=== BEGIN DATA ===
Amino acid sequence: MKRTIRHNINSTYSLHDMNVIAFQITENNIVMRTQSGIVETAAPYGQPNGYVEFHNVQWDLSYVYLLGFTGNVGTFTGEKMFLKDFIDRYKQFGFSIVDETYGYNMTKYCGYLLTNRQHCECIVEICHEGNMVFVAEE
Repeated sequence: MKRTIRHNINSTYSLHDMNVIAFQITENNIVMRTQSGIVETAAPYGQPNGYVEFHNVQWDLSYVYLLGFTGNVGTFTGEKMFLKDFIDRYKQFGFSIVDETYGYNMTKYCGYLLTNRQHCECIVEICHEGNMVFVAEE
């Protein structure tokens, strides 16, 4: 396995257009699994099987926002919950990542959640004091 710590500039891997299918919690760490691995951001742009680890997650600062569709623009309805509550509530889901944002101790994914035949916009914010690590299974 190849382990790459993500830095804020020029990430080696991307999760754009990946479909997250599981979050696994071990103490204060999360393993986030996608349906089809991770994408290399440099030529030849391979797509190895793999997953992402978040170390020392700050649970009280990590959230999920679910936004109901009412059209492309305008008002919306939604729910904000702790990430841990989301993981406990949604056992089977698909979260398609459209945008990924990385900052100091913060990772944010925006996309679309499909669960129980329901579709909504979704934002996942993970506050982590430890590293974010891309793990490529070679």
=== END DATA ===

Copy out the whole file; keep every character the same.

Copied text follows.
Amino acid sequence: MKRTIRHNINSTYSLHDMNVIAFQITENNIVMRTQSGIVETAAPYGQPNGYVEFHNVQWDLSYVYLLGFTGNVGTFTGEKMFLKDFIDRYKQFGFSIVDETYGYNMTKYCGYLLTNRQHCECIVEICHEGNMVFVAEE
Repeated sequence: MKRTIRHNINSTYSLHDMNVIAFQITENNIVMRTQSGIVETAAPYGQPNGYVEFHNVQWDLSYVYLLGFTGNVGTFTGEKMFLKDFIDRYKQFGFSIVDETYGYNMTKYCGYLLTNRQHCECIVEICHEGNMVFVAEE
């Protein structure tokens, strides 16, 4: 396995257009699994099987926002919950990542959640004091 710590500039891997299918919690760490691995951001742009680890997650600062569709623009309805509550509530889901944002101790994914035949916009914010690590299974 190849382990790459993500830095804020020029990430080696991307999760754009990946479909997250599981979050696994071990103490204060999360393993986030996608349906089809991770994408290399440099030529030849391979797509190895793999997953992402978040170390020392700050649970009280990590959230999920679910936004109901009412059209492309305008008002919306939604729910904000702790990430841990989301993981406990949604056992089977698909979260398609459209945008990924990385900052100091913060990772944010925006996309679309499909669960129980329901579709909504979704934002996942993970506050982590430890590293974010891309793990490529070679």